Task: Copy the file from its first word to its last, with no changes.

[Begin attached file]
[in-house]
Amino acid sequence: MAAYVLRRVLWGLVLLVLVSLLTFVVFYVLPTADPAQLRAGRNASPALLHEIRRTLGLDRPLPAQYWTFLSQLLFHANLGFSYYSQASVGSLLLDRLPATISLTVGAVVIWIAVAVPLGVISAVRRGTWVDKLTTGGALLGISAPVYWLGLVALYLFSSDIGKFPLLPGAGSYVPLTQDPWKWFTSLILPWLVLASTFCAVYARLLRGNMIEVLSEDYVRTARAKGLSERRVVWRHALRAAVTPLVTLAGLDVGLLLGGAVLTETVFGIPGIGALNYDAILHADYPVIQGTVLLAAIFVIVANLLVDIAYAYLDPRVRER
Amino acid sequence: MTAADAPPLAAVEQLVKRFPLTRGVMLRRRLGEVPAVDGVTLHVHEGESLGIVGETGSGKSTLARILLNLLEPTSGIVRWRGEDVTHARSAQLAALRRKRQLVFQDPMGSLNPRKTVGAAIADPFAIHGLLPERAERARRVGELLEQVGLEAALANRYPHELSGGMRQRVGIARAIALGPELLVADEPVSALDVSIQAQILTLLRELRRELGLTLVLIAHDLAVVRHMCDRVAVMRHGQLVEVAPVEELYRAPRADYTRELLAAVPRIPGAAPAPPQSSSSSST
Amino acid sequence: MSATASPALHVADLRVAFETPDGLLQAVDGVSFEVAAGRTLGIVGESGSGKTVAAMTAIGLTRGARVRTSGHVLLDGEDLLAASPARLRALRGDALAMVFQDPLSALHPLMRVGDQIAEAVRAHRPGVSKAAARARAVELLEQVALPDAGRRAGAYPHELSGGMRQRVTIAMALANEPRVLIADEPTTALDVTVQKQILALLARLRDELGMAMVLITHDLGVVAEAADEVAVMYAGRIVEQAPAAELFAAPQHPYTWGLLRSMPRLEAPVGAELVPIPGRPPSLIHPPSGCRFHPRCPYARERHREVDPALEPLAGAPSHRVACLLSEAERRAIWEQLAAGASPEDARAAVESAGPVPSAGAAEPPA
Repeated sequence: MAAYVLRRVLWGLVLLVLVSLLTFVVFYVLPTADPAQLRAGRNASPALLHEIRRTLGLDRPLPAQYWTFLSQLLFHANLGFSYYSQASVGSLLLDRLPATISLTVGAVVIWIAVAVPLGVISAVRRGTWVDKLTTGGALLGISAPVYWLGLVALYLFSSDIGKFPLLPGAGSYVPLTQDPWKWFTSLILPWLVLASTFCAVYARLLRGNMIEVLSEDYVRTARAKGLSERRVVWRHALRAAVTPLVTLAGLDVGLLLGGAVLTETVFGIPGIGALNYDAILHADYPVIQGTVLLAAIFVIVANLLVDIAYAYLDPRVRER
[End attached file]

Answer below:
[in-house]
Amino acid sequence: MAAYVLRRVLWGLVLLVLVSLLTFVVFYVLPTADPAQLRAGRNASPALLHEIRRTLGLDRPLPAQYWTFLSQLLFHANLGFSYYSQASVGSLLLDRLPATISLTVGAVVIWIAVAVPLGVISAVRRGTWVDKLTTGGALLGISAPVYWLGLVALYLFSSDIGKFPLLPGAGSYVPLTQDPWKWFTSLILPWLVLASTFCAVYARLLRGNMIEVLSEDYVRTARAKGLSERRVVWRHALRAAVTPLVTLAGLDVGLLLGGAVLTETVFGIPGIGALNYDAILHADYPVIQGTVLLAAIFVIVANLLVDIAYAYLDPRVRER
Amino acid sequence: MTAADAPPLAAVEQLVKRFPLTRGVMLRRRLGEVPAVDGVTLHVHEGESLGIVGETGSGKSTLARILLNLLEPTSGIVRWRGEDVTHARSAQLAALRRKRQLVFQDPMGSLNPRKTVGAAIADPFAIHGLLPERAERARRVGELLEQVGLEAALANRYPHELSGGMRQRVGIARAIALGPELLVADEPVSALDVSIQAQILTLLRELRRELGLTLVLIAHDLAVVRHMCDRVAVMRHGQLVEVAPVEELYRAPRADYTRELLAAVPRIPGAAPAPPQSSSSSST
Amino acid sequence: MSATASPALHVADLRVAFETPDGLLQAVDGVSFEVAAGRTLGIVGESGSGKTVAAMTAIGLTRGARVRTSGHVLLDGEDLLAASPARLRALRGDALAMVFQDPLSALHPLMRVGDQIAEAVRAHRPGVSKAAARARAVELLEQVALPDAGRRAGAYPHELSGGMRQRVTIAMALANEPRVLIADEPTTALDVTVQKQILALLARLRDELGMAMVLITHDLGVVAEAADEVAVMYAGRIVEQAPAAELFAAPQHPYTWGLLRSMPRLEAPVGAELVPIPGRPPSLIHPPSGCRFHPRCPYARERHREVDPALEPLAGAPSHRVACLLSEAERRAIWEQLAAGASPEDARAAVESAGPVPSAGAAEPPA
Repeated sequence: MAAYVLRRVLWGLVLLVLVSLLTFVVFYVLPTADPAQLRAGRNASPALLHEIRRTLGLDRPLPAQYWTFLSQLLFHANLGFSYYSQASVGSLLLDRLPATISLTVGAVVIWIAVAVPLGVISAVRRGTWVDKLTTGGALLGISAPVYWLGLVALYLFSSDIGKFPLLPGAGSYVPLTQDPWKWFTSLILPWLVLASTFCAVYARLLRGNMIEVLSEDYVRTARAKGLSERRVVWRHALRAAVTPLVTLAGLDVGLLLGGAVLTETVFGIPGIGALNYDAILHADYPVIQGTVLLAAIFVIVANLLVDIAYAYLDPRVRER